Part 1 of 4: Exploring What an Inventor Should Know About Injection Molding
Imagine if an inventor came up with a million-dollar product. This inventor may need one or more plastic parts to produce their new product. After making a few parts on a 3D printer, the inventor may decide the next step is to call an injection molding company. However, there are many considerations that should precede requesting a quote for molds and molded parts.
In this four-part series, we will explore the following key topics and questions of interest to inventors:
- CUSTOMER: Is there a market, and who are my customers? What is the price-point my customer requires to make a “buy” decision? How many products will I sell per year? Can I get a solid patent to protect myself from competitors? What are the alternatives to this solution?
- PROCESS: Is the product right for injection molding? What manufacturing processes are possible for my product? Is another process possible or more economical?
- MATERIAL: What are the engineering requirements of the product, and which materials will achieve good results? What is the optimal material selection based on cost and cycle time? What percent of recycled material (regrind) can I use?
- ECONOMICS: What will it cost to mold the parts? What is the maximum all-in cost that will still allow you to achieve profitability?
In Part 1 of this blog series, let’s explore the idea of a customer and why inventors need to spend so much time on this topic.
Many inventors fall in love with their idea and assume that other people will love it too. A typical pattern that will likely lead to failure may look like:
- Come up with a great idea
- Invest in a patent
- Get a price for a mold and the parts
- Figure out the marketing and sales once the product is in hand
Most inventors can come up with the money to get a patent but are stopped cold when they find out the cost of molds. A single mold can cost between $25,000 to $100,000 depending on size and complexity. This cost stops most inventors in their tracks.
Don’t assume customers exist just because your idea is a good one. The four steps mentioned above start with the assumption of an adequate customer base. Instead, work backwards from the customer to your idea. How big is your potential market, and how much of that market can you reasonably gain? What does a customer look like (whether a business customer or a consumer)? Can you describe your ideal customer, their motivations for buying your product, where they shop, and how you will reach them?
All potential customers are getting by without your product today, making it a “want” rather than a “need” in your customer’s eyes. In addition to solving a problem or improving your customer’s life, they will assess the cost of a product in relation to its perceived benefits, or its “value.” Therefore, the price point is a major consideration: the value of your product must be superior to the value of alternative solutions in the eyes of potential customers. Working backwards from the customer to your idea, you may have to redesign or strip-down your product to hit the right price point.
Adequate sales volume will also be key to ensuring success. Do you know your anticipated market size? Were you thorough in determining how many customers you can capture? What is your specific plan for reaching them? How does sales volume change with respect to the sales price point?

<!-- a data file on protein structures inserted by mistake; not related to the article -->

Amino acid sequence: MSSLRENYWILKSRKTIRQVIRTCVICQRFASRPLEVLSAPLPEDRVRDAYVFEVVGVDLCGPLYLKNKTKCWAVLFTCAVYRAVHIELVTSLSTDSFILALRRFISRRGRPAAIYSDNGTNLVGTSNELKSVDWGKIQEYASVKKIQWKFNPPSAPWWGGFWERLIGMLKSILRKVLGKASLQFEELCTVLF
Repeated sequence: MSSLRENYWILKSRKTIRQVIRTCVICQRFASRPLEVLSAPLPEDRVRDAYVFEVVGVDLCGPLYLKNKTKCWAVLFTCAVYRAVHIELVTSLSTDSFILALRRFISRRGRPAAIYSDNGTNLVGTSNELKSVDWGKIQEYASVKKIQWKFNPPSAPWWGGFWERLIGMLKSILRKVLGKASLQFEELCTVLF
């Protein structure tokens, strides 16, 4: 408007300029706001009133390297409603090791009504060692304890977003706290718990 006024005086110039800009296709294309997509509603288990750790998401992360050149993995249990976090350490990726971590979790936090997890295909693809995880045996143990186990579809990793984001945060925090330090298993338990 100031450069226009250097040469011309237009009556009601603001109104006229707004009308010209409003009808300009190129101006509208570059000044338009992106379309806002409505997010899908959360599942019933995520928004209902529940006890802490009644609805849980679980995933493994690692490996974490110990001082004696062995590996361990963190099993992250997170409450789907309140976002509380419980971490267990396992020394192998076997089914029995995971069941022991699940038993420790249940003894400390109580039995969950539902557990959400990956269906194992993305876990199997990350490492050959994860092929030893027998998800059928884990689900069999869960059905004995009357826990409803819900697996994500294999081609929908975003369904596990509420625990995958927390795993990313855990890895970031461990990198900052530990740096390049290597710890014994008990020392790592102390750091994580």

If you can’t confidently explain in detail your market size and price point to a potential investor, you need to do more research.
Summarizing the above: Make sure you have a business, and not just a “good idea,” before investing substantial sums of money. Don’t let your enthusiasm override your need for extensive customer research up front.
Whether you realize it or not, your outsourced manufacturing partners are really investors. Injection molders, if they choose to partner with inventors, invest a lot of time, energy, and money when they take on a new customer and product. Like all investors, injection molders are interested in a good return on these investments and will compare your project with other opportunities that may have a better risk/return ratio.
Most molders aren’t exactly excited about “getting in on the ground floor” of an inventor’s new product, no matter how passionate the inventor is about future success. Established businesses are lower risk and higher reward than unproven start-ups. As an inventor, you must prove you have more than just a product – that you have established your market and sales channels, that you can pay your bills, and that you have solid projections of annual sales. As an inventor, expect to be thoroughly scrutinized by a potential injection molder partner.
Remember that injection molding is, by its nature, a high-volume business. Molds can be expensive, and you will need high production levels to justify those costs. Injection molders make their living selling machine time, so low volume projects are usually a poor fit. For example, GreenLeaf rarely quotes projects with less than 50,000 units per year.
Not ready for prime time yet? No problem. There are many molding companies that specifically focus on low volume projects. While mold costs and required annual volumes are lower, unit prices are higher. However, these prototype molding companies may make the most sense for an inventor who needs injection molding to make their new product a reality.
Looking to find the right injection molder for your project? Contact GreenLeaf Industries today to get started!